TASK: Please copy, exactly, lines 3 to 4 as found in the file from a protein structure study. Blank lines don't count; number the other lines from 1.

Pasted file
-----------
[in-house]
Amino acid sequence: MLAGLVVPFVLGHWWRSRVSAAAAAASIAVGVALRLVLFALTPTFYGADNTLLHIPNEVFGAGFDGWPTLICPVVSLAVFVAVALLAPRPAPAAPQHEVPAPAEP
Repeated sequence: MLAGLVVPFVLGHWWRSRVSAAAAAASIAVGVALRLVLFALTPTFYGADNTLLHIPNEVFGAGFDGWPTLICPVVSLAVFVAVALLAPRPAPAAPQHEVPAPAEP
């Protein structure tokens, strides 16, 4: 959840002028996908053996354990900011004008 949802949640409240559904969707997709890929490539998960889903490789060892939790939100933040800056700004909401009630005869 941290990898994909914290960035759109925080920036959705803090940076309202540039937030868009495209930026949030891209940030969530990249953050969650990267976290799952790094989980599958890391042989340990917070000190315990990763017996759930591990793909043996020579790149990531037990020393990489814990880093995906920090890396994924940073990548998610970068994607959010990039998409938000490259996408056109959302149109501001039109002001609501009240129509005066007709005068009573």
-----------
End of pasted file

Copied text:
Repeated sequence: MLAGLVVPFVLGHWWRSRVSAAAAAASIAVGVALRLVLFALTPTFYGADNTLLHIPNEVFGAGFDGWPTLICPVVSLAVFVAVALLAPRPAPAAPQHEVPAPAEP
């Protein structure tokens, strides 16, 4: 959840002028996908053996354990900011004008 949802949640409240559904969707997709890929490539998960889903490789060892939790939100933040800056700004909401009630005869 941290990898994909914290960035759109925080920036959705803090940076309202540039937030868009495209930026949030891209940030969530990249953050969650990267976290799952790094989980599958890391042989340990917070000190315990990763017996759930591990793909043996020579790149990531037990020393990489814990880093995906920090890396994924940073990548998610970068994607959010990039998409938000490259996408056109959302149109501001039109002001609501009240129509005066007709005068009573």